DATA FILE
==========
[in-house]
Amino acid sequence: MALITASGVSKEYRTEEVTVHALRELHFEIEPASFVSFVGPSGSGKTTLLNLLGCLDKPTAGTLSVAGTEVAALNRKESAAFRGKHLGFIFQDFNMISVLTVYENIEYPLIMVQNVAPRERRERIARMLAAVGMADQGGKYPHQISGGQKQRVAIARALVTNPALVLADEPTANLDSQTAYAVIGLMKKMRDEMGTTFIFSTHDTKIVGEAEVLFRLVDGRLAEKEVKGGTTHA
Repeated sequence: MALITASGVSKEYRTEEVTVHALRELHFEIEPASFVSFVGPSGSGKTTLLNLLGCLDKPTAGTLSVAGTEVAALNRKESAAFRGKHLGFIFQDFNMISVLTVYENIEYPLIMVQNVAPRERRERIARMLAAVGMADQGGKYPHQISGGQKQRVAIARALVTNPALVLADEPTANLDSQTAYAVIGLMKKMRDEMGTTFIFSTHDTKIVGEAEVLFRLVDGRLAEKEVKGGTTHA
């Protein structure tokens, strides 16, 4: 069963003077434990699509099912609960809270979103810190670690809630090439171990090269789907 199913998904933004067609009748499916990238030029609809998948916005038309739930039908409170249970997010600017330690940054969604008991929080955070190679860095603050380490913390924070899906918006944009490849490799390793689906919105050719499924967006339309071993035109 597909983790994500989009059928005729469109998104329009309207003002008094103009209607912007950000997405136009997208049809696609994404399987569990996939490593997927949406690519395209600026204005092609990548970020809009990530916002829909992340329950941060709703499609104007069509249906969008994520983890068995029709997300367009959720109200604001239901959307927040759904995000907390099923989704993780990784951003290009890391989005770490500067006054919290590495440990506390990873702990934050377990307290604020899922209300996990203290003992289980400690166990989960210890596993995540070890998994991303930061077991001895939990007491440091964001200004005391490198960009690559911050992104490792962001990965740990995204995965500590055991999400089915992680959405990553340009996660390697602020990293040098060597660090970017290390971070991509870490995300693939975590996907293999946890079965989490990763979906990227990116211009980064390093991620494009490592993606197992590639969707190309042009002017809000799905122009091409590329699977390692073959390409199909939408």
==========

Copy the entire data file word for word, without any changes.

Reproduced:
[in-house]
Amino acid sequence: MALITASGVSKEYRTEEVTVHALRELHFEIEPASFVSFVGPSGSGKTTLLNLLGCLDKPTAGTLSVAGTEVAALNRKESAAFRGKHLGFIFQDFNMISVLTVYENIEYPLIMVQNVAPRERRERIARMLAAVGMADQGGKYPHQISGGQKQRVAIARALVTNPALVLADEPTANLDSQTAYAVIGLMKKMRDEMGTTFIFSTHDTKIVGEAEVLFRLVDGRLAEKEVKGGTTHA
Repeated sequence: MALITASGVSKEYRTEEVTVHALRELHFEIEPASFVSFVGPSGSGKTTLLNLLGCLDKPTAGTLSVAGTEVAALNRKESAAFRGKHLGFIFQDFNMISVLTVYENIEYPLIMVQNVAPRERRERIARMLAAVGMADQGGKYPHQISGGQKQRVAIARALVTNPALVLADEPTANLDSQTAYAVIGLMKKMRDEMGTTFIFSTHDTKIVGEAEVLFRLVDGRLAEKEVKGGTTHA
């Protein structure tokens, strides 16, 4: 069963003077434990699509099912609960809270979103810190670690809630090439171990090269789907 199913998904933004067609009748499916990238030029609809998948916005038309739930039908409170249970997010600017330690940054969604008991929080955070190679860095603050380490913390924070899906918006944009490849490799390793689906919105050719499924967006339309071993035109 597909983790994500989009059928005729469109998104329009309207003002008094103009209607912007950000997405136009997208049809696609994404399987569990996939490593997927949406690519395209600026204005092609990548970020809009990530916002829909992340329950941060709703499609104007069509249906969008994520983890068995029709997300367009959720109200604001239901959307927040759904995000907390099923989704993780990784951003290009890391989005770490500067006054919290590495440990506390990873702990934050377990307290604020899922209300996990203290003992289980400690166990989960210890596993995540070890998994991303930061077991001895939990007491440091964001200004005391490198960009690559911050992104490792962001990965740990995204995965500590055991999400089915992680959405990553340009996660390697602020990293040098060597660090970017290390971070991509870490995300693939975590996907293999946890079965989490990763979906990227990116211009980064390093991620494009490592993606197992590639969707190309042009002017809000799905122009091409590329699977390692073959390409199909939408």